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At a Kremlin ceremony on Gen. Kalashnikov’s 90th birthday, then-President Dmitry Medvedev bestowed upon him the highest state honor — the Hero of Russia gold star medal — and lauded him for creating “the national brand every Russian is proud of.”

Russian President Vladimir Putin, who once hailed the AK-47 as “a symbol of the creative genius of our people,” on Monday expressed his deep condolences on the designer’s death.

Weapons specialists acknowledge that the AK-47 revolutionized warfare.

“It revolutionized warfare in the sense that insurgents and street armies had access to a reliable weapon that required very little in the way of maintenance and had tremendous destructive power,” said Ms. Oliker. “Has it had an impact? Absolutely.”

The gun’s light weight — about 8 pounds — makes it easy for muscled gunmen and child soldiers alike to wield.

“Together these traits meant that once this weapon was distributed, the small-statured, the mechanically disinclined, the dim-witted, and the untrained might be able to wield, with little difficulty or instruction, a lightweight automatic rifle that could push out blistering fire for the lengths of two or three football fields,” journalist C.J. Chivers writes in “The Gun,” his 2010 book about the AK-47.

“For the purpose for which it was designed — as a device that allowed ordinary men to kill other men without extensive training or undue complications — this was an eminently well-conceived tool,” Mr. Chivers adds.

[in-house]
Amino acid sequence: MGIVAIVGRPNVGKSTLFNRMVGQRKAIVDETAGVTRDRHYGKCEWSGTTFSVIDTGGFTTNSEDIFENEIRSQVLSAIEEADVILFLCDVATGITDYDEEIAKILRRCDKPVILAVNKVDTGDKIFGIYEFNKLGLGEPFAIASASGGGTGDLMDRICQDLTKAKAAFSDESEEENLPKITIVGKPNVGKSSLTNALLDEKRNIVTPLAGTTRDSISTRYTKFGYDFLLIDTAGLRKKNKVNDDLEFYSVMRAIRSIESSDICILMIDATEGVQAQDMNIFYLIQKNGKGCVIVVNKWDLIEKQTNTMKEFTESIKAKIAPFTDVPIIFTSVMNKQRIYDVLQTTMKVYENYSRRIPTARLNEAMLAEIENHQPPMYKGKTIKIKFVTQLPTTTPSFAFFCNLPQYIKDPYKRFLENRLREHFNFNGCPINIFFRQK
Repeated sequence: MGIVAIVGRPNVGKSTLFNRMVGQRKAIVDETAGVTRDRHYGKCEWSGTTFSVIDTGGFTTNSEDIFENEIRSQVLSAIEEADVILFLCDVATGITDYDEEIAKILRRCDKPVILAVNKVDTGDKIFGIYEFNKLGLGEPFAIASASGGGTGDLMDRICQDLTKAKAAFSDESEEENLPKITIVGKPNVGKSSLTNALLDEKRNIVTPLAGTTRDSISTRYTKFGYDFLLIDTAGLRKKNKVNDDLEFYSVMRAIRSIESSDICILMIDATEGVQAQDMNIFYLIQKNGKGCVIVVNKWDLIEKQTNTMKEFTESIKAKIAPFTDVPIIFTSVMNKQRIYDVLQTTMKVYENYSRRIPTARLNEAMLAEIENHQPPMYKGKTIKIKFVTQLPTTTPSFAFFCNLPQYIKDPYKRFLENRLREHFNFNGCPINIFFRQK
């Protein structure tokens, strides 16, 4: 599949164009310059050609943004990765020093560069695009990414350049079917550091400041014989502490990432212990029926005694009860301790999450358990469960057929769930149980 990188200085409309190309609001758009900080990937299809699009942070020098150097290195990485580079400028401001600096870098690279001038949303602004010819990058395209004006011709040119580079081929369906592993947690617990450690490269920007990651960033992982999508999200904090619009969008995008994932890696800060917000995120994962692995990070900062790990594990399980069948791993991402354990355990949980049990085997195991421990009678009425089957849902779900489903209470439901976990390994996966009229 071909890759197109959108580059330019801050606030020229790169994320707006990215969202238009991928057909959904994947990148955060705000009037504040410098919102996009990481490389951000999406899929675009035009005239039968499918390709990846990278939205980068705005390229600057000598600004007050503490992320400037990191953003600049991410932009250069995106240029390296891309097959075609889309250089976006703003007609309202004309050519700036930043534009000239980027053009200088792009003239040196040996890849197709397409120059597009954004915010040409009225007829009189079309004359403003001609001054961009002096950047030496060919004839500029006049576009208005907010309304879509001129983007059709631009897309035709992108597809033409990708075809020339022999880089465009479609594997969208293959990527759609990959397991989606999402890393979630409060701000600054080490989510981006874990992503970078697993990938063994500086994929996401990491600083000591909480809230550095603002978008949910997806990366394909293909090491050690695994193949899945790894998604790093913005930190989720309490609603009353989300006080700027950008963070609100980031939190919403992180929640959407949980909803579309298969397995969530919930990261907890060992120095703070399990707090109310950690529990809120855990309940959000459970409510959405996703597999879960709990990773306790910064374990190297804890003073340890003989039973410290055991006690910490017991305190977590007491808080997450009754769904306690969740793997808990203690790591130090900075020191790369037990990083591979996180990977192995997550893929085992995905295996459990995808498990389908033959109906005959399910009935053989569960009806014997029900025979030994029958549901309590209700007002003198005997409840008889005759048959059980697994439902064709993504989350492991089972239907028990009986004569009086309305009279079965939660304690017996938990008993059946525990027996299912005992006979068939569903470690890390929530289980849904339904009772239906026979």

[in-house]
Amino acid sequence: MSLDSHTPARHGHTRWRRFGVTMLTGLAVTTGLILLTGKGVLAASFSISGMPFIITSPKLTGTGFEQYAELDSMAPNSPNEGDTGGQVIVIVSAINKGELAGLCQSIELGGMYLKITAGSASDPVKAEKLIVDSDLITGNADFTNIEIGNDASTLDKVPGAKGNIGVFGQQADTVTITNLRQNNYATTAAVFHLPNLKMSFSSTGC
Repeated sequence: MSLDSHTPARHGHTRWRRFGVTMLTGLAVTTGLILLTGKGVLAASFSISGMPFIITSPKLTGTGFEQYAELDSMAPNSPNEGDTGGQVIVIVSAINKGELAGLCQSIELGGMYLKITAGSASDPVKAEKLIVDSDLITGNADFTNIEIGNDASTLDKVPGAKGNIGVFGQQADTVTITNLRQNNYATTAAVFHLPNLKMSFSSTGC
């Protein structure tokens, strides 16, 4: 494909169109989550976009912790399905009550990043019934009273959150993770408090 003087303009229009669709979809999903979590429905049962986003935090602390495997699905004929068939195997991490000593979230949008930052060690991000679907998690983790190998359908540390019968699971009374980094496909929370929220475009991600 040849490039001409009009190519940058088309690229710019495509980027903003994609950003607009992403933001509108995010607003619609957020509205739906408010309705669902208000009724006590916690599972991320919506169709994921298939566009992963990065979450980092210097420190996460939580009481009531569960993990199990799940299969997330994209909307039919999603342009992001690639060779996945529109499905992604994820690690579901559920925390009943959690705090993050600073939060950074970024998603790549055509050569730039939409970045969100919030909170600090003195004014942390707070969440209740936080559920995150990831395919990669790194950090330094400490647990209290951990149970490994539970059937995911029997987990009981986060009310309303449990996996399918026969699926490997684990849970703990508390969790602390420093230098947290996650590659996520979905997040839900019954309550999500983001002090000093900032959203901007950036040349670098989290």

The AK-47 has been used in conflicts across the Middle East, Asia, Africa and Latin America.

“You would be hard-pressed to find an insurgent group that doesn’t use AK-47s,” Ms. Oliker said.

But Gen. Kalashnikov never became rich off royalties because his invention was never patented.

Gen. Kalashnikov was born into a peasant family on Nov. 10, 1919, in Kurya, a village in south-central Russia. He was one of 18 children.

His determination to design superior firepower for the Soviet Union was crystallized after a shell hit his tank in a battle against Nazi forces in 1941. In a hospital, frustrated by the fact that Soviet weaponry was no match for the advanced guns used by the Nazis, he worked on designs for better rifles.

“Blame the Nazi Germans for making me become a gun designer,” said Gen. Kalashnikov, according to The Associated Press. “I always wanted to construct agricultural machinery.”